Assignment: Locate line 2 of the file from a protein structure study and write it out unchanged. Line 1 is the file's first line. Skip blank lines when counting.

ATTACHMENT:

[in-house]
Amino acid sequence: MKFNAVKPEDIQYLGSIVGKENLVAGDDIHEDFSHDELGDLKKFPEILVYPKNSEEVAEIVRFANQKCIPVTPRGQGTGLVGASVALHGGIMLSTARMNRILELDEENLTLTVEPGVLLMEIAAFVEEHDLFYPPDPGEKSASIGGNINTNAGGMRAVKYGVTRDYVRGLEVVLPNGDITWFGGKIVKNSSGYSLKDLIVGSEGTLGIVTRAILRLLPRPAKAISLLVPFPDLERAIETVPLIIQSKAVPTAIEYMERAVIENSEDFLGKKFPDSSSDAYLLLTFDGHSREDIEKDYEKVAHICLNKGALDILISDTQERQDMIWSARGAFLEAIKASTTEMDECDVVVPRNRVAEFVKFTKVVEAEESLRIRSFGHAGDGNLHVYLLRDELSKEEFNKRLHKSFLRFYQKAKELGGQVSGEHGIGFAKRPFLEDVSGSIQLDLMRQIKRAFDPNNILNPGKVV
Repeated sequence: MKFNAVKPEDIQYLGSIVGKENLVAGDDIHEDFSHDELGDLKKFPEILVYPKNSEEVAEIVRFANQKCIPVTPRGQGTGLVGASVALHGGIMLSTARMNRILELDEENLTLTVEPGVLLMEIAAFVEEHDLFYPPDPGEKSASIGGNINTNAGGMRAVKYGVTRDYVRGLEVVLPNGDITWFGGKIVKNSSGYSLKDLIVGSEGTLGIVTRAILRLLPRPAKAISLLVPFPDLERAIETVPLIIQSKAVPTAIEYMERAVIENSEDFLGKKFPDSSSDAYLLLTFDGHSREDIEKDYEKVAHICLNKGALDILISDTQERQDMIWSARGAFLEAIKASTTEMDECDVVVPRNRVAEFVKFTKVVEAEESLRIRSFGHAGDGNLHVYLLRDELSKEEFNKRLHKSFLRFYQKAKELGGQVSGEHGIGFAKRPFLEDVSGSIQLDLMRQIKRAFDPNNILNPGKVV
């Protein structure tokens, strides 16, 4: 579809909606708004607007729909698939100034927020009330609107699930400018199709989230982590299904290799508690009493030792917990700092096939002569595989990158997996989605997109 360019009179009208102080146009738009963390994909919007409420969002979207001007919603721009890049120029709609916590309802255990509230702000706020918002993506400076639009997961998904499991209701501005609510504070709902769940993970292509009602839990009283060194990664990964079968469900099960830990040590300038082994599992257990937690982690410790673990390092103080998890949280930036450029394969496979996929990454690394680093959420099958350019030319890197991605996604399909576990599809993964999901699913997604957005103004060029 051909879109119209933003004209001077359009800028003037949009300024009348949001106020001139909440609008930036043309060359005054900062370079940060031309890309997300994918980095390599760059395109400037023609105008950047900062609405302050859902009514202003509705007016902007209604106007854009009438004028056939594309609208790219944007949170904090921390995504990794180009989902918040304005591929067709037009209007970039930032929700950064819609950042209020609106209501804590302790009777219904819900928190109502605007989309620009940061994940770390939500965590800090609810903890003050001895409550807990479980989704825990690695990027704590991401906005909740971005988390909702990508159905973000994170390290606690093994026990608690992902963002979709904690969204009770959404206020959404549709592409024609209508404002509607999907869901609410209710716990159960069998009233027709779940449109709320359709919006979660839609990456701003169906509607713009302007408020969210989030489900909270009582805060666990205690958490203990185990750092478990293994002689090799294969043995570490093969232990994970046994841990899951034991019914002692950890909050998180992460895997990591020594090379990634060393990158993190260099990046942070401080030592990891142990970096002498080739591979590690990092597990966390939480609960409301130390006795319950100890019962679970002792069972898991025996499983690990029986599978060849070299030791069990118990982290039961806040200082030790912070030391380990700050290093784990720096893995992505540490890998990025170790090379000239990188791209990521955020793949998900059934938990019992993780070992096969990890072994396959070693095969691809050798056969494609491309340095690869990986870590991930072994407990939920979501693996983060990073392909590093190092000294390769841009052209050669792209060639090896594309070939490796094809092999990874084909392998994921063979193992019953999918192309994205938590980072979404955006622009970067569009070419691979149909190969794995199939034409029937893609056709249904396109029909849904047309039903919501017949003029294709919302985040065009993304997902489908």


Amino acid sequence: MKFNAVKPEDIQYLGSIVGKENLVAGDDIHEDFSHDELGDLKKFPEILVYPKNSEEVAEIVRFANQKCIPVTPRGQGTGLVGASVALHGGIMLSTARMNRILELDEENLTLTVEPGVLLMEIAAFVEEHDLFYPPDPGEKSASIGGNINTNAGGMRAVKYGVTRDYVRGLEVVLPNGDITWFGGKIVKNSSGYSLKDLIVGSEGTLGIVTRAILRLLPRPAKAISLLVPFPDLERAIETVPLIIQSKAVPTAIEYMERAVIENSEDFLGKKFPDSSSDAYLLLTFDGHSREDIEKDYEKVAHICLNKGALDILISDTQERQDMIWSARGAFLEAIKASTTEMDECDVVVPRNRVAEFVKFTKVVEAEESLRIRSFGHAGDGNLHVYLLRDELSKEEFNKRLHKSFLRFYQKAKELGGQVSGEHGIGFAKRPFLEDVSGSIQLDLMRQIKRAFDPNNILNPGKVV